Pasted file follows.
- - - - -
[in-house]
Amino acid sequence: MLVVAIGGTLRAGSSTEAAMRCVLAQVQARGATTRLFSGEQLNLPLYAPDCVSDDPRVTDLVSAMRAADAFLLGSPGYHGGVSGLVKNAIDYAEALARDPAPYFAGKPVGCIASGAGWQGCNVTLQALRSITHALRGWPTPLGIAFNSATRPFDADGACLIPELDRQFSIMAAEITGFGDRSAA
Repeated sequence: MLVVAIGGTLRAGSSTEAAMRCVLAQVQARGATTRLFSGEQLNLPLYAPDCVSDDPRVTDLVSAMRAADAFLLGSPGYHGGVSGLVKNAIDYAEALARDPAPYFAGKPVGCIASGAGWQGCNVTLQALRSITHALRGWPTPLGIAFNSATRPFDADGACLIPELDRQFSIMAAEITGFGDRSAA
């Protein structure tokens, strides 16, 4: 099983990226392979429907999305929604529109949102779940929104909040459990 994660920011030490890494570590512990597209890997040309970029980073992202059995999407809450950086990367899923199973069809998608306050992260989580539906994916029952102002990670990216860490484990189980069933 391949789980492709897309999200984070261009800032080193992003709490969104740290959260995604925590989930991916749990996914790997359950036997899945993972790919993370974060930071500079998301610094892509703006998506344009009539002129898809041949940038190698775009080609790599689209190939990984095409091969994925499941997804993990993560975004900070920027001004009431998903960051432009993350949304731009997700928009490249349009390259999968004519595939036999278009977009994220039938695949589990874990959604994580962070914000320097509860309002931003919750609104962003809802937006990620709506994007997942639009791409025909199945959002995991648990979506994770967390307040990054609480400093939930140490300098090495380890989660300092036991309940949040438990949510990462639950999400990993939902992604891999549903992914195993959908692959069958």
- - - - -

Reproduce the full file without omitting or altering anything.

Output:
[in-house]
Amino acid sequence: MLVVAIGGTLRAGSSTEAAMRCVLAQVQARGATTRLFSGEQLNLPLYAPDCVSDDPRVTDLVSAMRAADAFLLGSPGYHGGVSGLVKNAIDYAEALARDPAPYFAGKPVGCIASGAGWQGCNVTLQALRSITHALRGWPTPLGIAFNSATRPFDADGACLIPELDRQFSIMAAEITGFGDRSAA
Repeated sequence: MLVVAIGGTLRAGSSTEAAMRCVLAQVQARGATTRLFSGEQLNLPLYAPDCVSDDPRVTDLVSAMRAADAFLLGSPGYHGGVSGLVKNAIDYAEALARDPAPYFAGKPVGCIASGAGWQGCNVTLQALRSITHALRGWPTPLGIAFNSATRPFDADGACLIPELDRQFSIMAAEITGFGDRSAA
């Protein structure tokens, strides 16, 4: 099983990226392979429907999305929604529109949102779940929104909040459990 994660920011030490890494570590512990597209890997040309970029980073992202059995999407809450950086990367899923199973069809998608306050992260989580539906994916029952102002990670990216860490484990189980069933 391949789980492709897309999200984070261009800032080193992003709490969104740290959260995604925590989930991916749990996914790997359950036997899945993972790919993370974060930071500079998301610094892509703006998506344009009539002129898809041949940038190698775009080609790599689209190939990984095409091969994925499941997804993990993560975004900070920027001004009431998903960051432009993350949304731009997700928009490249349009390259999968004519595939036999278009977009994220039938695949589990874990959604994580962070914000320097509860309002931003919750609104962003809802937006990620709506994007997942639009791409025909199945959002995991648990979506994770967390307040990054609480400093939930140490300098090495380890989660300092036991309940949040438990949510990462639950999400990993939902992604891999549903992914195993959908692959069958």